According to Jennifer Meyer, founder of Jennifer Bett Communications, it wasn’t long after the coronavirus outbreak hit the U.S. that she and her team realized that the standard PR model wasn’t going to cut it. With the pandemic being practically the only thing people are thinking and talking about, it was immediately clear that now is not the time for brands to be pitching lighthearted campaigns and activations. Instead, all resources have been shifted to communicating responsibly about the pandemic.

As the country adjusts to the new normal of social isolation, and pandemic headlines dominating every media channel, both brands and PR agencies will need to rethink how they work together and communicate to avoid insensitive missteps.

Several PR reps told Glossy that campaigns, launches and events are on hold across the fashion industry. DTC bag brand Caraa canceled two PR activations and has no plans to host any for the foreseeable future, according to founder Aaron Luo. And brands from Eileen Fisher to Michael Kors have canceled product previews for the fall season. 

“We’re redoing a lot of our strategies and communications and messaging to reflect what’s going on right now,” said Meyer. “It’s affected everything from how our clients post on social media to how they email customers, and even how we pitch to the media. The majority of my time the last few weeks — more hours than I think I’ve worked since we launched the company — has been spent on the phone with clients working out new strategies for how to communicate right now.”

Meyer said she has advised every one of her clients to delay any big events, announcements and campaigns, or else they risk seeming insensitive to the moment and alienating customers. JBC has also been in talks with editors, asking them what types of stories they’re looking for and what kinds of things they’re comfortable being pitched.

“It’s not just about the media, though, it’s about the customers, too,” Meyer said. “A lot of brands are coming across as tone-deaf, and I think publicists are, too. We don’t want to be like that. PR agencies, ad agencies and brands all have to understand that, to talk to their customers without addressing the pandemic, to pretend it’s not happening, is irresponsible. At the same time, brands still need to do business, so it’s a really hard balance to strike right now.”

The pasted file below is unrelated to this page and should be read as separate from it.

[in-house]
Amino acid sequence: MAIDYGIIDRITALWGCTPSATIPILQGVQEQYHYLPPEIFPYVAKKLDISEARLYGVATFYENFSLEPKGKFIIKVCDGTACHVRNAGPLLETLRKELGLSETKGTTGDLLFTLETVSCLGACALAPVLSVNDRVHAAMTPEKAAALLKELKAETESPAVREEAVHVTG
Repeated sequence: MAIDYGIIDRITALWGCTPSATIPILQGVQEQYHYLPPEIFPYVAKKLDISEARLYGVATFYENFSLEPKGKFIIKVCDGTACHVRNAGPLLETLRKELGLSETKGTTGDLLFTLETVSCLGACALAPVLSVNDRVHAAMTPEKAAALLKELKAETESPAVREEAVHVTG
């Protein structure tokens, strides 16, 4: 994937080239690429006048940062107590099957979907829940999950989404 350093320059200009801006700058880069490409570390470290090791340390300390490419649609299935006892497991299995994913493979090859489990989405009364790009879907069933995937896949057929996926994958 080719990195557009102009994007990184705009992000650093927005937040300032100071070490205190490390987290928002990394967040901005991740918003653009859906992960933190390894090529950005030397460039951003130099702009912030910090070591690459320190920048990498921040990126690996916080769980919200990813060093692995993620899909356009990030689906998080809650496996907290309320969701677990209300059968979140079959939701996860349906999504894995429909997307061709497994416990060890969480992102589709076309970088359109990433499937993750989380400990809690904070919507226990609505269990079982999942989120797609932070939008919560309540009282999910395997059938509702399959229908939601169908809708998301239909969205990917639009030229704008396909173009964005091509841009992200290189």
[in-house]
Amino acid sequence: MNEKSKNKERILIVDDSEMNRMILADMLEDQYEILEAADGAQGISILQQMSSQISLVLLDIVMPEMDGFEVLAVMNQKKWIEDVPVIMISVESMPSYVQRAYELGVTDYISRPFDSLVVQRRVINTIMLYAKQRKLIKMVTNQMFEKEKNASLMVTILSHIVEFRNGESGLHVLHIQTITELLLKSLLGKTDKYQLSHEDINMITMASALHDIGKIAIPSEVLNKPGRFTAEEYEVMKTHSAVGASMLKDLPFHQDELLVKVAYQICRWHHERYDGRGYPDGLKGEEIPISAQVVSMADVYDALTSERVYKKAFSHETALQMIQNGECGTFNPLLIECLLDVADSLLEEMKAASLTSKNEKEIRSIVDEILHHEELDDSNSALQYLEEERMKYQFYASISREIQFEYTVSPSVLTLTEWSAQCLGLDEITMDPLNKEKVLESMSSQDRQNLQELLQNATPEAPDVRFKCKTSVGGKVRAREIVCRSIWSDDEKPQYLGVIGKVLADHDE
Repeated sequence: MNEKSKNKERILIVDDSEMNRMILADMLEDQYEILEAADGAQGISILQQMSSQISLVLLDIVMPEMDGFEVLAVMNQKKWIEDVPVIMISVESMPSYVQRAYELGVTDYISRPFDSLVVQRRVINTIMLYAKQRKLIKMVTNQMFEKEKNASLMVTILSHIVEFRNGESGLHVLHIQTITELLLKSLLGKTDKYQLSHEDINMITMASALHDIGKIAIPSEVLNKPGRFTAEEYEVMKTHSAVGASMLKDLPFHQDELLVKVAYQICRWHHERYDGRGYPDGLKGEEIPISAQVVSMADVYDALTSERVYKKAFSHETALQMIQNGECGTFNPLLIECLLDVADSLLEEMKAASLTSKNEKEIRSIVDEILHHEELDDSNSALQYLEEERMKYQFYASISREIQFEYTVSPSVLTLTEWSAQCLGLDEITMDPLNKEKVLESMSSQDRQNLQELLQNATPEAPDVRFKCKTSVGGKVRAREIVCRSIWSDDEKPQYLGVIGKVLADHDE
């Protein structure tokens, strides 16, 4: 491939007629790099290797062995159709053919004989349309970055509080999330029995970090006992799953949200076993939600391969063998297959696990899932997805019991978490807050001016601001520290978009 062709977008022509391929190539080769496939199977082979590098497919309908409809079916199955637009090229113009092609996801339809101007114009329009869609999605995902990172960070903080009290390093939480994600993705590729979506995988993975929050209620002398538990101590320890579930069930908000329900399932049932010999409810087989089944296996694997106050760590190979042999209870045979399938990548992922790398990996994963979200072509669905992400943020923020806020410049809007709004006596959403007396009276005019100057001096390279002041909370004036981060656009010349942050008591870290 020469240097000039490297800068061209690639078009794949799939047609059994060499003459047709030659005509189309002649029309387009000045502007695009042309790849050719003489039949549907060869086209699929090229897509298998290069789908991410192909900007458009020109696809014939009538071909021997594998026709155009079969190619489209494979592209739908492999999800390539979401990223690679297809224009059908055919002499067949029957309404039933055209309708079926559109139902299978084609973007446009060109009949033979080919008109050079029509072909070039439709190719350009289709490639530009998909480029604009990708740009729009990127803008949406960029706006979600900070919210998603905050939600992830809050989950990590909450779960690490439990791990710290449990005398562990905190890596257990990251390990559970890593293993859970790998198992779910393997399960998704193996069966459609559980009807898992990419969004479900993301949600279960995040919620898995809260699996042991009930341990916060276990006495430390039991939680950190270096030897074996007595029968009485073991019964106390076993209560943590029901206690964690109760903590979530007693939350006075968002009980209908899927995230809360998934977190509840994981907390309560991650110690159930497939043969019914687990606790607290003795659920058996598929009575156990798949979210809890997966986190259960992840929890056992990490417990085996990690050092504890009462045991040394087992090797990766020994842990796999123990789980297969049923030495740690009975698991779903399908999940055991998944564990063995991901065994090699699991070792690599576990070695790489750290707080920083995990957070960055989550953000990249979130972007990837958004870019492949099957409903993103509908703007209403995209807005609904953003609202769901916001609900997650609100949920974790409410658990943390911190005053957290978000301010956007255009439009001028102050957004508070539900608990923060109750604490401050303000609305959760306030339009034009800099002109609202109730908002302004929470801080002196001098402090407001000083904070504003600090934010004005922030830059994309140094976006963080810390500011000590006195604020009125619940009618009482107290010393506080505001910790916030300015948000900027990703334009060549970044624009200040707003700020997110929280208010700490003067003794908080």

Others in the PR world have echoed the sentiment.

“It’s a little weird,” said one publicist who works for a major PR agency, who asked to remain anonymous. “While it’s overwhelming to see all of this news on coronavirus and getting emails from each brand we’re subscribed to on their policies regarding the virus, it’s even weirder seeing brands pretend like nothing’s going on. For our clients in particular, it’s hard; there are a lot of announcements we wanted to go out with that have been put on the back burner as a result of all of this, which is understandable. None of us are really pitching many campaigns right now. Overall, our clients have been really understanding about the delay in coverage because of Covid-19, though.”  

But brands still need to survive, Meyer said, and they can’t go completely radio silent. Instead of going through with campaigns and regular announcements, PR agencies are advising brands to adopt alternative forms of communicating with customers that are helpful in the current climate.

“We have been assisting with both internal and external brand communications,” said Gianna Cesa, evp of Behrman Communications. “That’s everything from drafting announcements to the staff to consulting on executive letters to customers. We’re also pitching stories in response to editor requests for information, posting social media content and so much more. A lot of our proactive outreach has morphed into reactive, ‘What do you need right now?’-style communications. Stories are still being written, and interviews are still being requested. It’s about navigating who needs what to help our brands cut through the clutter.”

Meyer said that some of her clients have begun planning new activations: The Wonder, a members-only family space in Tribeca, has launched a new social media strategy advising parents on how to entertain their children while quarantined together. Air Co., a vodka brand, has begun using its distillery to make hand sanitizer. 

“Every brand right now should be taking a step back from a social media calendar and editorial calendar,” Meyer said. “Now is not the right time for sponsored posts and giveaways. We’ve been going through every single email, every post and every communication from our clients to make sure it’s coming from the right place. People are looking for comfort, relief and information, not just an offer for 10% off a sweater.”